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I currently have my bash PS1 set to something like this:

PS1="\[\`if [[ \$? = "0" ]]; then echo '\e[32m\h\e[0m'; else echo '\e[31m\h\e[0m' ; fi\`:\w\n\$ "

How can I make it show the absolute path instead of the relative one (e.g. /home/dave/dir instead of ~/dir)?

share|improve this question
/home/dave/dir and ~/dir are both absolute paths, the second uses an abbreviation for your home directory. A relative path is a path that is relative to your current directory (e.g. ../dir) rather than starting at root (/). – Doug Harris Oct 22 '10 at 13:38
p.s. Nice use of color to indicate exit status of previous command. Probably the first use of color in a prompt that I've liked. – Doug Harris Oct 22 '10 at 13:54
@Doug Harris: Thanks for the correction. I like this coloring, too. Don't remember where I first saw it (perhaps in some previous SU post?) – David B Oct 22 '10 at 17:15
up vote 22 down vote accepted

Just replace \w with the environment variable PWD:

PS1="\[\`if [[ \$? = "0" ]]; then echo '\e[32m\h\e[0m'; else echo '\e[31m\h\e[0m' ; fi\`:\$PWD\n\$ "

Anyway if you mind a little tip, I'd write something like:

PS1='\[`[ $? = 0 ] && X=2 || X=1; tput setaf $X`\]\h\[`tput sgr0`\]:$PWD\n\$ '
share|improve this answer
I thought of this, too, but the $PWD is evaluated at the time of the assignment to PS1, not on each call. However, if you escape the dollar sign, it will work -- \$PWD. With this, the dollar sign is a dollar sign at time of assignment and the variable evaluation happens on each prompt. +1 to you. – Doug Harris Oct 22 '10 at 15:47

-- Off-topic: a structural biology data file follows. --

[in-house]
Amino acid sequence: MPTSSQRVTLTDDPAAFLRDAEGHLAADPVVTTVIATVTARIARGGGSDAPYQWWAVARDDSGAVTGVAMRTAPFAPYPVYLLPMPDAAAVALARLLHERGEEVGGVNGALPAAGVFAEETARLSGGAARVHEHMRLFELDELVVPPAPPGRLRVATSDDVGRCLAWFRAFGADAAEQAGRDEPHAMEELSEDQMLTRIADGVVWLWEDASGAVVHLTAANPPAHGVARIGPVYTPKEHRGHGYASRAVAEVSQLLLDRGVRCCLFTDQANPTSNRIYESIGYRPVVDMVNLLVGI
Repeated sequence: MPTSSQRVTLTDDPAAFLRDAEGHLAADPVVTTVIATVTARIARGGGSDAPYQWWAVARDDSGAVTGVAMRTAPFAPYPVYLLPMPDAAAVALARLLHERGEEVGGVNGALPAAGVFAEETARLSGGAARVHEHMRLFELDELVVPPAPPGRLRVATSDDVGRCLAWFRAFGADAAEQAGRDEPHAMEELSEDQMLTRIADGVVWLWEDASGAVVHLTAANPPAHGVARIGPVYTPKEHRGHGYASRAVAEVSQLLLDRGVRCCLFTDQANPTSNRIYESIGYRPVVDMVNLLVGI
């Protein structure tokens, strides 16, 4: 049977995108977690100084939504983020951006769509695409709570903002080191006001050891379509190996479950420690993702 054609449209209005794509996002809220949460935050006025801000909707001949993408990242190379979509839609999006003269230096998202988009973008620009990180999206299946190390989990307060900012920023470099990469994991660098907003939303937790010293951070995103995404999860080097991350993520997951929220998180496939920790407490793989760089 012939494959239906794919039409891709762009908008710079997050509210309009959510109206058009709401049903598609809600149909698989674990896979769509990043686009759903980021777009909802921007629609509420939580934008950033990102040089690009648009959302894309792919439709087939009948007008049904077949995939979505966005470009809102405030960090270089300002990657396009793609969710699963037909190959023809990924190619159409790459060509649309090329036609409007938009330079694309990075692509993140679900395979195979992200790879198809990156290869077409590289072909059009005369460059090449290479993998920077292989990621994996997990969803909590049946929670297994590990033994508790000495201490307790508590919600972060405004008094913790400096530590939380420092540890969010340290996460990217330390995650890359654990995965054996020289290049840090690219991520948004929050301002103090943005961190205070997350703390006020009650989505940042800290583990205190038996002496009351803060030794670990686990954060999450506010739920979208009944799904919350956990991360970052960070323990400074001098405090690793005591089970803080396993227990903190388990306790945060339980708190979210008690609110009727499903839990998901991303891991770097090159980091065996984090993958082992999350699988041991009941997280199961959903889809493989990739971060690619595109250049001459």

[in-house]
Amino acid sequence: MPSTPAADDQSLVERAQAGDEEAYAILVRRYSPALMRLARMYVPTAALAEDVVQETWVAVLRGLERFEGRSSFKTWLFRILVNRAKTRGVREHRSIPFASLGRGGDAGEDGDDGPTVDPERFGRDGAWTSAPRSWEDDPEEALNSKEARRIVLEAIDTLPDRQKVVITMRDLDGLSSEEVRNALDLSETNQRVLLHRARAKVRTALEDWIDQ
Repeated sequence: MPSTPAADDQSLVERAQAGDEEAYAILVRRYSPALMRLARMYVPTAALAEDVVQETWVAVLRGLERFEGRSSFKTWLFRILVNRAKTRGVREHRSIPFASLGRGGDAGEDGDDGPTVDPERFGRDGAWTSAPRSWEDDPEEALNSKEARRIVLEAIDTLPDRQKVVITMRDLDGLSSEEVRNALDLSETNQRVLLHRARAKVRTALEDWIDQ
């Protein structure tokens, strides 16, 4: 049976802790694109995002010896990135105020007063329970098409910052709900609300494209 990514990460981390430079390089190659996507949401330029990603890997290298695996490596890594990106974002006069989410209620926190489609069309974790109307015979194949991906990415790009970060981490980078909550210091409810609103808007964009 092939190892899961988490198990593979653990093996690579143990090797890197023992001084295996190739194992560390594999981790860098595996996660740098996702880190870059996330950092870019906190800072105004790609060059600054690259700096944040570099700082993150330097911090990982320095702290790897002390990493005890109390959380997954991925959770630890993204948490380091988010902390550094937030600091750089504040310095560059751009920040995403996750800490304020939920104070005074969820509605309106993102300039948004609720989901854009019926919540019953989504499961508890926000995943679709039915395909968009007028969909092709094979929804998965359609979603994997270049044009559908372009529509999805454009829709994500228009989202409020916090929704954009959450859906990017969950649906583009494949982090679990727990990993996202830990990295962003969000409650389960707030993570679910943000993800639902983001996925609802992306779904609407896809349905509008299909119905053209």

Right, missed that \, I usually work with single quotes if it's possible. Thanks. – cYrus Oct 22 '10 at 16:06
+1 Thanks! could you please explain the magic in your beautiful bash line (the 'tip' one)? – David B Oct 22 '10 at 17:12
Sure. I used tput (see man tput for more info) to change the colors rather than write the control characters directly, for readability and portability (?). Also I removed double quotes and back slashes by using single quotes. Finally by using a variable I avoided some redundancy. – cYrus Oct 22 '10 at 17:30

Put in your home .bashrc

PS1='\u@\h:\w\$ '
share|improve this answer
The key here is \w gives the full path while \W gives only the directory. See "Bash Prompt Escape Sequences" – zamnuts May 4 '15 at 3:27

in bash's ps1; -W should be relative, and -w absolute, so in the above you should already have the absolute ?!

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I think you're confusing absolute|relative with full|current_dir. W shows only the current directory name, w shows the full path, but still uses relative paths. – David B Oct 22 '10 at 9:41
was the terminology in the url, not mine :) – Sirex Oct 22 '10 at 9:57

Humm ~/dir is an absolute path but using a "shortcut". For instance, if you do cd /usr/local your prompt will most probably display the full path of /usr/local. So anyway, you have already a full path :-)

But probably your correct question is how to display the full path without any shortcuts like ~?

However, I don't know an answer for that one and looking at the man, it does seem to have one (at least documented).

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Thanks for the correction. – David B Oct 22 '10 at 17:14

Run pwd instead of using \W.

Simple version:

export PS1="\`pwd\` $ "

Using this in your code:

export PS1="\[\`if [[ \$? = "0" ]]; then echo '\e[32m\h\e[0m'; else echo '\e[31m\h\e[0m' ; fi\`:\`pwd\`\n\$ "
share|improve this answer
minor point: per google's bash style guide, prefer $(pwd) to backticks because backticks require escaping when nesting and $() doesn't. – funroll Apr 11 '13 at 19:19

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